intrusiveness intrusiveness  /ɪn ˈtru sɪv nɛs/


  • (n) aggressiveness as evidenced by intruding; by advancing yourself or your ideas without invitation



  1. But carrying weapons seems unlikely given Oxford's past efforts to avoid police intrusiveness.
  2. Until, of course, they cross some unmarked line of intrusiveness and cruelty.
  3. Doctors who protest the intrusiveness of the federal Baby Doe rule, which forbids withholding treatment or nourishment from badly handicapped infants, are hypocritical.


  • Five Best Tuesday Columns

    George Packer at The New Yorker on the reach of Silicon Valley Should we be as wary of Silicon Valley as we are of the National Security Agency? George Packer thinks so: "PRISM, for all its breathtaking reach and intrusiveness, is less creepy to me than all the trillions of bits of information that commercial companies have stored up on all of us," he writes, adding, "It's sinister when Big ...
    on June 18, 2013     Source: The Atlantic Wire via Yahoo! News


  1. Mr. McGuinty said he attempted to "limit the intrusiveness" of the powers by applying them to a specific zone in downtown Toronto. "I think most Ontarians understand that there is something extraordinary happening inside our province. There...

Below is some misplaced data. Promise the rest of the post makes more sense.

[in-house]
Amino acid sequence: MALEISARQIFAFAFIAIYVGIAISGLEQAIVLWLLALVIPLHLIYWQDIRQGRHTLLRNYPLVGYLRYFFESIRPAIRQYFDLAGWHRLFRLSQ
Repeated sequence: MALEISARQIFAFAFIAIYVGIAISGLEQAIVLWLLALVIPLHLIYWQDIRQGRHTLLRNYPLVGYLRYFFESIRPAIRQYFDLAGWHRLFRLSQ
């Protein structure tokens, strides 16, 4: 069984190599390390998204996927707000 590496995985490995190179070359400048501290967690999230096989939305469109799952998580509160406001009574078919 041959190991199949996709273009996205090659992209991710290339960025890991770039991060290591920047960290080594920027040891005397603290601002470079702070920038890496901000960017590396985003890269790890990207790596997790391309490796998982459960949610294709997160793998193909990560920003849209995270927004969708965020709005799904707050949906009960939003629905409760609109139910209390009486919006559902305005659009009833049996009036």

on Jun 25, 2010 By: Dalton McGuinty Source: National Post

  2. Lord Mandelson told a rally of the Progress thinktank in Brighton that Labour should demand from the media "equal scrutiny of what other politicians are saying and the same degree of personal intrusiveness that we saw the Prime Minister receive from...
    on Sep 27, 2009 By: Peter Mandelson Source:

  3. Mr Leahy told the committee yesterday: "The president is in the midst of a radical realignment of the powers of the government and its intrusiveness into the private lives of Americans. And I believe this nomination is part of that plan. I am...
    on Jan 24, 2006 By: Patrick Leahy Source:

Word of the Day
languish languish
/ˈlæŋɡ wɪʃ /